So You Want To Be A… Business Analyst
I haven’t always been a Business Analyst. Like many of my colleagues and peers, I moved into Business Analysis after doing a few other jobs beforehand. In my case I used to work in the production department of a book publisher before working on an IT project. That project introduced me to the BA role and over the course of the project I took on more and more ‘BA-ish’ tasks. Now, many years later, as a hiring manager for Business Analysts at the FT, I often come across people keen to get into the profession, but are stuck on how to do it.
This article aims to provide some ideas and inspiration for anyone who might like to start a Business Analysis career, and how to land that first BA role.
My main core message, and if you take anything away from this post it’s this, is to find ways to be a BA, and to do business analysis, because I think that’s the best way to learn about the role. In this blog post, I’ve provided some ideas and tips that might help you on your way. Then when you’re applying for a BA job, you can demonstrate how you’ve used your skills!
Below are my 12 tips to help you progress into a BA career.
1.Understand what a Business Analyst does, and what the role entails. A very general summary is that Business Analysis is about people, processes and systems, but the BA role can take many different shapes in different organisations. The IIBA has a reasonable summary of the role. The British Computer Society has a good book, imaginatively called Business Analysis, which goes into detail about the skills and competencies a good BA needs to have. Alternatively, look for job ads on LinkedIn or other job sites, and see how the role is described.
2. What BA skills, tools and techniques do you already have? Make a list. For example you might be great at presentations. Communication is a key BA skill. Can you show how you presented something complicated in an easy to digest way? Have you conducted a customer survey and analysed the results? Have you worked on a project to introduce a new tool or system, and helped your team learn to use it?
3. Can you do some business analysis in your current role and build up your experience? Depending on whether you have the time, and if your boss approves, could you spend some time looking at the business processes that you or your team do? Why do you do them? What are the pain points? Can you identify ways to improve the way your team works? If so, you’re already on your way to being a Business Analyst!
4. Alternatively, if it’s not possible at work, you could volunteer some time to help a charity improve their processes, or make website improvements.
5. To make it more fun — make it personal! Document your process for booking a holiday, or a regular journey that you make. What are the pain points? What could you improve or do differently to resolve them?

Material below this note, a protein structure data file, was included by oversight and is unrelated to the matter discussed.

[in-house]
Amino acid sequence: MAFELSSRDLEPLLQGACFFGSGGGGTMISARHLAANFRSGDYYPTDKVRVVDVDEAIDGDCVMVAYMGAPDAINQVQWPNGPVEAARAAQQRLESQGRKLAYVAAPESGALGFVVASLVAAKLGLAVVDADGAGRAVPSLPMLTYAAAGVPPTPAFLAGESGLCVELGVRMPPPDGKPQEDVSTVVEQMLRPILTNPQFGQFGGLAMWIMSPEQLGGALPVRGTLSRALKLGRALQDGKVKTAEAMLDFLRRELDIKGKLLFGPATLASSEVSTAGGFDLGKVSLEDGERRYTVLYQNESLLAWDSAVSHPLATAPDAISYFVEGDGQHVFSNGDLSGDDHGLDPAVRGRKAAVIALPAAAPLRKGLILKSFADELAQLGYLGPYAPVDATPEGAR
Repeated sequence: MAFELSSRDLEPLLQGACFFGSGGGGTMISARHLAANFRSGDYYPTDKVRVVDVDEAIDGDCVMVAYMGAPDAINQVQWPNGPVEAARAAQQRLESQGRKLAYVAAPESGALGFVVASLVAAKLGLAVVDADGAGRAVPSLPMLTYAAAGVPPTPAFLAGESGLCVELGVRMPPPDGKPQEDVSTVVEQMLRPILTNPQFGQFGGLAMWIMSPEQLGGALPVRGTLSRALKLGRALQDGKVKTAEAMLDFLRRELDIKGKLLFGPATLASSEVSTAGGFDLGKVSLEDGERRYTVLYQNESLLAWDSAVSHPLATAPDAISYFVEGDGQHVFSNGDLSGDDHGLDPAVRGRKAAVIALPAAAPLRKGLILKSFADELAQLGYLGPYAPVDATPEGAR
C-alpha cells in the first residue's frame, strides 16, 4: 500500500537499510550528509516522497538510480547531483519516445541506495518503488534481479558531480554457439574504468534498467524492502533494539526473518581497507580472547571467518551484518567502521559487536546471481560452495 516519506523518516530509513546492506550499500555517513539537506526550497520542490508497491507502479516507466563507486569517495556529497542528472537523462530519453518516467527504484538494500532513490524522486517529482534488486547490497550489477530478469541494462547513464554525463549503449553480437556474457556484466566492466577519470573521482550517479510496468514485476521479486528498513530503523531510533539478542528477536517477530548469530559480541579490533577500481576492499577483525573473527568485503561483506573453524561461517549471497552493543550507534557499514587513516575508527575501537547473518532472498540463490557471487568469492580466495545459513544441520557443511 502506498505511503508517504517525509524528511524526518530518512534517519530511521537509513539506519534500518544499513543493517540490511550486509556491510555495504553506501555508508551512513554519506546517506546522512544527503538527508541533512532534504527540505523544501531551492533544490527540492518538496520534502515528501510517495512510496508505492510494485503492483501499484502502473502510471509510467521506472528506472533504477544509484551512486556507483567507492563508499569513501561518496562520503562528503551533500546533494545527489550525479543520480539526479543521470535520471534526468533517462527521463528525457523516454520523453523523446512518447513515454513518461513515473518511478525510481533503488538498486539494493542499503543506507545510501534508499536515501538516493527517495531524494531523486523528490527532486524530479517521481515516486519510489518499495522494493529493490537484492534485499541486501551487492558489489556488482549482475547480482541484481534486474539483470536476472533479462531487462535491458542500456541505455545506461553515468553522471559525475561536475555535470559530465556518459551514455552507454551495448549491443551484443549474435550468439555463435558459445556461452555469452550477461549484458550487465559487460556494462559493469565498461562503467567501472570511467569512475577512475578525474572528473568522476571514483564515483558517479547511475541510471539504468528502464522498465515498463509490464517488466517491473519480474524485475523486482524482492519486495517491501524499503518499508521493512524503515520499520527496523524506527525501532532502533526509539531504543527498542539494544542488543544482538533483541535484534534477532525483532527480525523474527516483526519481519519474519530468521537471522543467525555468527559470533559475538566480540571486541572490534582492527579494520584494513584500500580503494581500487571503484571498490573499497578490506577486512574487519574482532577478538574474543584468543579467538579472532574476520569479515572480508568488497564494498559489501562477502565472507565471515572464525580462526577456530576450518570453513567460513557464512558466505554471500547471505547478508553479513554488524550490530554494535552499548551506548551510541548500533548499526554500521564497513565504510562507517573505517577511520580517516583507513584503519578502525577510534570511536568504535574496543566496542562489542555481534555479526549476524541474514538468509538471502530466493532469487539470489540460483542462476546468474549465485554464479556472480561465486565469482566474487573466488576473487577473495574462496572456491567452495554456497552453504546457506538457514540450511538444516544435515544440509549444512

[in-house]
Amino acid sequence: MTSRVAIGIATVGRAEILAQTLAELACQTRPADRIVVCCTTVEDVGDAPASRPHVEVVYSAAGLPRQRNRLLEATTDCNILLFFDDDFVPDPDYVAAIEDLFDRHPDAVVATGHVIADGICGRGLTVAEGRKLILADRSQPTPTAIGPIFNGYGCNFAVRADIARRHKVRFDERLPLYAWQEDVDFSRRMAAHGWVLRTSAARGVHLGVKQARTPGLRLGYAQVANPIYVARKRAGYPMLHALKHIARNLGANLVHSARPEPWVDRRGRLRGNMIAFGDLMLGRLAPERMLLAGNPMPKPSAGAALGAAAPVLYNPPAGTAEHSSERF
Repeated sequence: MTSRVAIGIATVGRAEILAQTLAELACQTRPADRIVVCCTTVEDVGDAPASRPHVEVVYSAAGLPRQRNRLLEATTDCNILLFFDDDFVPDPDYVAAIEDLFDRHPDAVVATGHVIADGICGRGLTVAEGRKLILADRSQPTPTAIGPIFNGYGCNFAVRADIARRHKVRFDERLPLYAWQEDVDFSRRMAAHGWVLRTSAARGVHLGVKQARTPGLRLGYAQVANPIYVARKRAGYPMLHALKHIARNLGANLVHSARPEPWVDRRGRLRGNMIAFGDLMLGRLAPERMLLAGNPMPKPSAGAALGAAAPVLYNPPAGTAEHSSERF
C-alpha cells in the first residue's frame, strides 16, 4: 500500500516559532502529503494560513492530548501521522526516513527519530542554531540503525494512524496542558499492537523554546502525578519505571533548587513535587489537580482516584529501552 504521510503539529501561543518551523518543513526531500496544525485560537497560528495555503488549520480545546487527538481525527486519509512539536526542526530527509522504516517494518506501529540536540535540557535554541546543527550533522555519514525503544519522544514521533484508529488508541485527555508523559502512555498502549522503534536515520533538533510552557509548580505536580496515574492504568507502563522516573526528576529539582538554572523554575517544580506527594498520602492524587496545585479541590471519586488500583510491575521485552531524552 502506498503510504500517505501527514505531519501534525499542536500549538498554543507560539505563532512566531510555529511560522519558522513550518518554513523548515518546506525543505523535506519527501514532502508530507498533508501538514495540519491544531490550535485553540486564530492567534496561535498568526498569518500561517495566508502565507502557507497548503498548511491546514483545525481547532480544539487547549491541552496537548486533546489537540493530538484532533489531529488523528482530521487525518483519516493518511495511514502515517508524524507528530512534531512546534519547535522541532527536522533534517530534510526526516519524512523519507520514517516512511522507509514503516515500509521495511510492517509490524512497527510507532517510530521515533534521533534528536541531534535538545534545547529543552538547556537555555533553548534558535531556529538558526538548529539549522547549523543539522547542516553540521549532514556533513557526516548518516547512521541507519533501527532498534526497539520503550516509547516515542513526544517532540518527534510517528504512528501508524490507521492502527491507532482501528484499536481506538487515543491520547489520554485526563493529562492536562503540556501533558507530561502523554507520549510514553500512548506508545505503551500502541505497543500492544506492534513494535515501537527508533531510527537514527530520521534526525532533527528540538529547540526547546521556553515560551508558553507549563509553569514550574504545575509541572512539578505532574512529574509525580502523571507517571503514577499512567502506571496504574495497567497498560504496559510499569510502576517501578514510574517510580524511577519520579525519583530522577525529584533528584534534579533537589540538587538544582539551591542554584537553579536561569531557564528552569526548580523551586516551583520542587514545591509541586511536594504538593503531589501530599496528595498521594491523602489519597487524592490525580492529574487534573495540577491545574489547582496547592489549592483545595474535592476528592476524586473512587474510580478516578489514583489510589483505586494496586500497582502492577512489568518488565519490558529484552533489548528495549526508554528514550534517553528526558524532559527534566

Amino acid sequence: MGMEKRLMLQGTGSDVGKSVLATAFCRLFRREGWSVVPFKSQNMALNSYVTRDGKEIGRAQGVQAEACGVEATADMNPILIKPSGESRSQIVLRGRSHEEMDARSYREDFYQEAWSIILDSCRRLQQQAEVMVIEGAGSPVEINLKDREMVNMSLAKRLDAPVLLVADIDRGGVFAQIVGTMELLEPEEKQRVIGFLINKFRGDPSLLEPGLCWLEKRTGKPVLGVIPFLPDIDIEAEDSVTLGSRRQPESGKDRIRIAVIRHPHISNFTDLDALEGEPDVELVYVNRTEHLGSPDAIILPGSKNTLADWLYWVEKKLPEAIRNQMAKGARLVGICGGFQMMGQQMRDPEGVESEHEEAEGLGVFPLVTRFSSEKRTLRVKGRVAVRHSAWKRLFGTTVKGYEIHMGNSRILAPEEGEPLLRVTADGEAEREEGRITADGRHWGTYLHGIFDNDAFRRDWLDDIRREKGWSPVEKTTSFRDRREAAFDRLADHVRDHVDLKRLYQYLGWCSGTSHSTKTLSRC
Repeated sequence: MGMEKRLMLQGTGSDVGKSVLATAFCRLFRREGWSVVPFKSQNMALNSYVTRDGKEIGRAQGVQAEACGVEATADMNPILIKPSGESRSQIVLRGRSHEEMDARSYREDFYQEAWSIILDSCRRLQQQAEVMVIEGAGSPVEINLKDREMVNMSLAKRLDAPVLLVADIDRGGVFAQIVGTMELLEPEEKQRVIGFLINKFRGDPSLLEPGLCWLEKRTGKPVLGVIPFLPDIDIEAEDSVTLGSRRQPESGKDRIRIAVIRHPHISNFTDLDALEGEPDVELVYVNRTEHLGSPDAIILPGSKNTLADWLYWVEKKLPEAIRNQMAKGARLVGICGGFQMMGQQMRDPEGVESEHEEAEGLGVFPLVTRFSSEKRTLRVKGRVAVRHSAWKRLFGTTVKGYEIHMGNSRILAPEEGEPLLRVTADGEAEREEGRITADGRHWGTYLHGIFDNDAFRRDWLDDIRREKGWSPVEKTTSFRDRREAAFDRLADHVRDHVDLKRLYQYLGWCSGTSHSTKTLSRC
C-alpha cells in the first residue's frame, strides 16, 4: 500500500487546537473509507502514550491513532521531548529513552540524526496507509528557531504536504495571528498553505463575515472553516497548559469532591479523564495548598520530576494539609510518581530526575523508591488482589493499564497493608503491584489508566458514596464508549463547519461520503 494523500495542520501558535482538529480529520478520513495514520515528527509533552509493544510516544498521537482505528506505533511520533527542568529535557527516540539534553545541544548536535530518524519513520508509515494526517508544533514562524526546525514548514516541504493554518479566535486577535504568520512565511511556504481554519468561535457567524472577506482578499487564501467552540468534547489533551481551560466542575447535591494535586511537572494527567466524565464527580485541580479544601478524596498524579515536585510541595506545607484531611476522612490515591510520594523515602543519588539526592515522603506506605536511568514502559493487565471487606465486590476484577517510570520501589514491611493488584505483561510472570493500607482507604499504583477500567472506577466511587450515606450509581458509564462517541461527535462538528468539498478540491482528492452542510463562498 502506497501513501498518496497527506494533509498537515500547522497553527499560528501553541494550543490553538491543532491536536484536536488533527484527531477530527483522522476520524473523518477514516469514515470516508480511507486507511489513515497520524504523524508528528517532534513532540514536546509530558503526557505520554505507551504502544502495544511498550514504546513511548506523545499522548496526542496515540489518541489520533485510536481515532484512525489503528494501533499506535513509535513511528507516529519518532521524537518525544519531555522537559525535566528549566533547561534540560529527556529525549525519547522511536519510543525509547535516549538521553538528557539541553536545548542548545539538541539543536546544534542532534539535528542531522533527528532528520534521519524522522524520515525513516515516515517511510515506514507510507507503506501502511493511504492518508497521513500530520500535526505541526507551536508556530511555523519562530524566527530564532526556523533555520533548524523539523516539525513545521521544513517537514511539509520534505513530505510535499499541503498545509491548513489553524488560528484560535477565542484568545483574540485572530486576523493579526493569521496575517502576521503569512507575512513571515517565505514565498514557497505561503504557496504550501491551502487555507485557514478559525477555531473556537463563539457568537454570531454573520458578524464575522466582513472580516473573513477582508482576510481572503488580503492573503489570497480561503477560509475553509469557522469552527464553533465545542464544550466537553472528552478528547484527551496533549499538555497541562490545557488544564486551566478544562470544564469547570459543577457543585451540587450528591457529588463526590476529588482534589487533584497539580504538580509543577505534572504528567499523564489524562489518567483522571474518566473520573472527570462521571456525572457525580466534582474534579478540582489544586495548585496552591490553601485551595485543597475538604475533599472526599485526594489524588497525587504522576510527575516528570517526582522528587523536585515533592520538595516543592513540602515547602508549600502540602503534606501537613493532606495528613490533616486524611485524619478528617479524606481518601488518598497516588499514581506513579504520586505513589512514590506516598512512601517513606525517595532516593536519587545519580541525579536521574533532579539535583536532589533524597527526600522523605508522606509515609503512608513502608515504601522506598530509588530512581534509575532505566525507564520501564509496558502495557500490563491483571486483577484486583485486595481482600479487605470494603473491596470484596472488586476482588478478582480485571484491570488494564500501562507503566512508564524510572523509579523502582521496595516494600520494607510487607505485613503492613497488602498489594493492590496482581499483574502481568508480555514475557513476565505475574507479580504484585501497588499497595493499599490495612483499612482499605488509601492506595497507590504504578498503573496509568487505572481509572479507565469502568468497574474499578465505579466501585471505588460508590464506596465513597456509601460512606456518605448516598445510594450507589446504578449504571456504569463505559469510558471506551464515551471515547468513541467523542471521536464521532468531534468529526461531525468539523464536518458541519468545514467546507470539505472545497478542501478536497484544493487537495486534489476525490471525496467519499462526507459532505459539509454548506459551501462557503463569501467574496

6. Examine websites or apps that you use regularly, especially those with some sort of customer journey or flow (e.g. buying something). Assess what works well, or what doesn’t.
7. Observe your friends or colleagues carrying out a process or activity. Interview them and ask what they like/dislike about how they do the tasks. What could be improved?
8. Learn about data analysis and why it’s valuable for business analysis: it can help you validate an idea, or discover a problem that was previously hidden. Learning Google Analytics could be a good place to start, and it’s free!
9. Facilitation: can you volunteer to chair meetings? Can you run a workshop?
10. Find a mentor — a BA within your organisation or outside it. They can provide advice, and feedback on your BA skills.
11. Review a system or tool that you use. What competitor tools are there on the market? How do they compare? Would any be a better fit for your organisation? Why?
12. Find a company that could provide training for you. Companies exist that will provide training and opportunities to work in other companies as a way to ‘learn your trade’. This requires more investment on your part, as you become an employee of the training provider and act as a consultant to partner organisations. The benefits are that it gives you a ‘training ground’, and exposure to organisations that hire BA’s, so this could be something to consider.
If you can find creative ways to try out and develop your BA skills, this will stand you in good stead for finding that first BA role. And if you’re already a BA, what would you add? If you have any great ideas that have helped you, please share them in the comments below!